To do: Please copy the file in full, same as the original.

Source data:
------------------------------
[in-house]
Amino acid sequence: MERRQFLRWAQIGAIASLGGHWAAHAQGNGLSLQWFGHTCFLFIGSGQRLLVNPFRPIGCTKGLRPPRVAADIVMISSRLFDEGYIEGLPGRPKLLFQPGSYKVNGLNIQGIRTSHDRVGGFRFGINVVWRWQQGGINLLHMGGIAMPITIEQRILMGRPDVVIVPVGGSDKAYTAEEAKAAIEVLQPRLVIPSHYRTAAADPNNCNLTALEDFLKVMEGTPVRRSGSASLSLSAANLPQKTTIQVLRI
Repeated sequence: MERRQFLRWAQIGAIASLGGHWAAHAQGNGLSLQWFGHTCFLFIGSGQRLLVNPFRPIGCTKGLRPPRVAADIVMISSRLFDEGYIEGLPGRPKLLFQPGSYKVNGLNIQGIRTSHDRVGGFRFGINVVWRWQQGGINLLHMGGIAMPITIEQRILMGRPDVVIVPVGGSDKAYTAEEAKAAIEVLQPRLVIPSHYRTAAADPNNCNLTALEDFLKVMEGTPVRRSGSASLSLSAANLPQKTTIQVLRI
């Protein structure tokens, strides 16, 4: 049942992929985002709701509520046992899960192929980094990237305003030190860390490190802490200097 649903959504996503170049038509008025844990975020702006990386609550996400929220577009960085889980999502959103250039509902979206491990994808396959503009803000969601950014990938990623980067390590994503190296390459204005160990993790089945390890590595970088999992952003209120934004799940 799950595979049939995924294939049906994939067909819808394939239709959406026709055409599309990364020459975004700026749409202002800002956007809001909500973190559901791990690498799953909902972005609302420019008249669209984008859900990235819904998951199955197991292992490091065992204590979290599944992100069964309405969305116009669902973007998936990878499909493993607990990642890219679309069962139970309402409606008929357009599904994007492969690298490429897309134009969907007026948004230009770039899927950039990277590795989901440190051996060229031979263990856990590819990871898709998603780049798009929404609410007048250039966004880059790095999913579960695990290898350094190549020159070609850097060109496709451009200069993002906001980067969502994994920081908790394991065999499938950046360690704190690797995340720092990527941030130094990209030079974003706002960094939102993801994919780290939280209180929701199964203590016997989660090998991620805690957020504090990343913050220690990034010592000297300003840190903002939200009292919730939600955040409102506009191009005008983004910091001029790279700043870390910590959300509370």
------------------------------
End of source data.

[in-house]
Amino acid sequence: MERRQFLRWAQIGAIASLGGHWAAHAQGNGLSLQWFGHTCFLFIGSGQRLLVNPFRPIGCTKGLRPPRVAADIVMISSRLFDEGYIEGLPGRPKLLFQPGSYKVNGLNIQGIRTSHDRVGGFRFGINVVWRWQQGGINLLHMGGIAMPITIEQRILMGRPDVVIVPVGGSDKAYTAEEAKAAIEVLQPRLVIPSHYRTAAADPNNCNLTALEDFLKVMEGTPVRRSGSASLSLSAANLPQKTTIQVLRI
Repeated sequence: MERRQFLRWAQIGAIASLGGHWAAHAQGNGLSLQWFGHTCFLFIGSGQRLLVNPFRPIGCTKGLRPPRVAADIVMISSRLFDEGYIEGLPGRPKLLFQPGSYKVNGLNIQGIRTSHDRVGGFRFGINVVWRWQQGGINLLHMGGIAMPITIEQRILMGRPDVVIVPVGGSDKAYTAEEAKAAIEVLQPRLVIPSHYRTAAADPNNCNLTALEDFLKVMEGTPVRRSGSASLSLSAANLPQKTTIQVLRI
């Protein structure tokens, strides 16, 4: 049942992929985002709701509520046992899960192929980094990237305003030190860390490190802490200097 649903959504996503170049038509008025844990975020702006990386609550996400929220577009960085889980999502959103250039509902979206491990994808396959503009803000969601950014990938990623980067390590994503190296390459204005160990993790089945390890590595970088999992952003209120934004799940 799950595979049939995924294939049906994939067909819808394939239709959406026709055409599309990364020459975004700026749409202002800002956007809001909500973190559901791990690498799953909902972005609302420019008249669209984008859900990235819904998951199955197991292992490091065992204590979290599944992100069964309405969305116009669902973007998936990878499909493993607990990642890219679309069962139970309402409606008929357009599904994007492969690298490429897309134009969907007026948004230009770039899927950039990277590795989901440190051996060229031979263990856990590819990871898709998603780049798009929404609410007048250039966004880059790095999913579960695990290898350094190549020159070609850097060109496709451009200069993002906001980067969502994994920081908790394991065999499938950046360690704190690797995340720092990527941030130094990209030079974003706002960094939102993801994919780290939280209180929701199964203590016997989660090998991620805690957020504090990343913050220690990034010592000297300003840190903002939200009292919730939600955040409102506009191009005008983004910091001029790279700043870390910590959300509370």